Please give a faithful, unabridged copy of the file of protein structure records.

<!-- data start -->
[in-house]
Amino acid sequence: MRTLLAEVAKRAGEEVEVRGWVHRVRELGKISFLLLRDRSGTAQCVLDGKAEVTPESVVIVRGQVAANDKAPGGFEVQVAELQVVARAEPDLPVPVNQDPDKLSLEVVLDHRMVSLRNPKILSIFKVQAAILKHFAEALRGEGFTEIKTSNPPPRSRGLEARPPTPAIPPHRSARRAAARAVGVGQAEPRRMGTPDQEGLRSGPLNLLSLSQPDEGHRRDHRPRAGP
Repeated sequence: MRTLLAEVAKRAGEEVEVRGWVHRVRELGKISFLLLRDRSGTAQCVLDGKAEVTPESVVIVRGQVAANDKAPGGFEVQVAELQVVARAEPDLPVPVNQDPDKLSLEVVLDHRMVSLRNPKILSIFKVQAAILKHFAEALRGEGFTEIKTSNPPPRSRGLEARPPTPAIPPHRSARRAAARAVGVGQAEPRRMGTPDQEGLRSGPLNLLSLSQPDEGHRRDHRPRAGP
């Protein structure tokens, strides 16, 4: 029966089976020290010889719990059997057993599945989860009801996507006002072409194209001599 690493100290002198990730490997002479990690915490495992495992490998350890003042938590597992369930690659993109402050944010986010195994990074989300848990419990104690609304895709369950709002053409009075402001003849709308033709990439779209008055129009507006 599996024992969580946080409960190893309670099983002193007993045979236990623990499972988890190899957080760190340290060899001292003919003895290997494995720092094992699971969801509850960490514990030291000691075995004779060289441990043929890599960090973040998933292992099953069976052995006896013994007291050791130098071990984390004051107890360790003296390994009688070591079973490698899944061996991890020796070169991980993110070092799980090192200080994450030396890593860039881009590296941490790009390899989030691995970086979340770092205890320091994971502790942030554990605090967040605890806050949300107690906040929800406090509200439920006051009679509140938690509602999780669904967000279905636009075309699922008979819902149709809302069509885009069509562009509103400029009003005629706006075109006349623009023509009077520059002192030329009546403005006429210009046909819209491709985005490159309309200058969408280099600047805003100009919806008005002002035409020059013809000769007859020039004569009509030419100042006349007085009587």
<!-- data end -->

[in-house]
Amino acid sequence: MRTLLAEVAKRAGEEVEVRGWVHRVRELGKISFLLLRDRSGTAQCVLDGKAEVTPESVVIVRGQVAANDKAPGGFEVQVAELQVVARAEPDLPVPVNQDPDKLSLEVVLDHRMVSLRNPKILSIFKVQAAILKHFAEALRGEGFTEIKTSNPPPRSRGLEARPPTPAIPPHRSARRAAARAVGVGQAEPRRMGTPDQEGLRSGPLNLLSLSQPDEGHRRDHRPRAGP
Repeated sequence: MRTLLAEVAKRAGEEVEVRGWVHRVRELGKISFLLLRDRSGTAQCVLDGKAEVTPESVVIVRGQVAANDKAPGGFEVQVAELQVVARAEPDLPVPVNQDPDKLSLEVVLDHRMVSLRNPKILSIFKVQAAILKHFAEALRGEGFTEIKTSNPPPRSRGLEARPPTPAIPPHRSARRAAARAVGVGQAEPRRMGTPDQEGLRSGPLNLLSLSQPDEGHRRDHRPRAGP
């Protein structure tokens, strides 16, 4: 029966089976020290010889719990059997057993599945989860009801996507006002072409194209001599 690493100290002198990730490997002479990690915490495992495992490998350890003042938590597992369930690659993109402050944010986010195994990074989300848990419990104690609304895709369950709002053409009075402001003849709308033709990439779209008055129009507006 599996024992969580946080409960190893309670099983002193007993045979236990623990499972988890190899957080760190340290060899001292003919003895290997494995720092094992699971969801509850960490514990030291000691075995004779060289441990043929890599960090973040998933292992099953069976052995006896013994007291050791130098071990984390004051107890360790003296390994009688070591079973490698899944061996991890020796070169991980993110070092799980090192200080994450030396890593860039881009590296941490790009390899989030691995970086979340770092205890320091994971502790942030554990605090967040605890806050949300107690906040929800406090509200439920006051009679509140938690509602999780669904967000279905636009075309699922008979819902149709809302069509885009069509562009509103400029009003005629706006075109006349623009023509009077520059002192030329009546403005006429210009046909819209491709985005490159309309200058969408280099600047805003100009919806008005002002035409020059013809000769007859020039004569009509030419100042006349007085009587």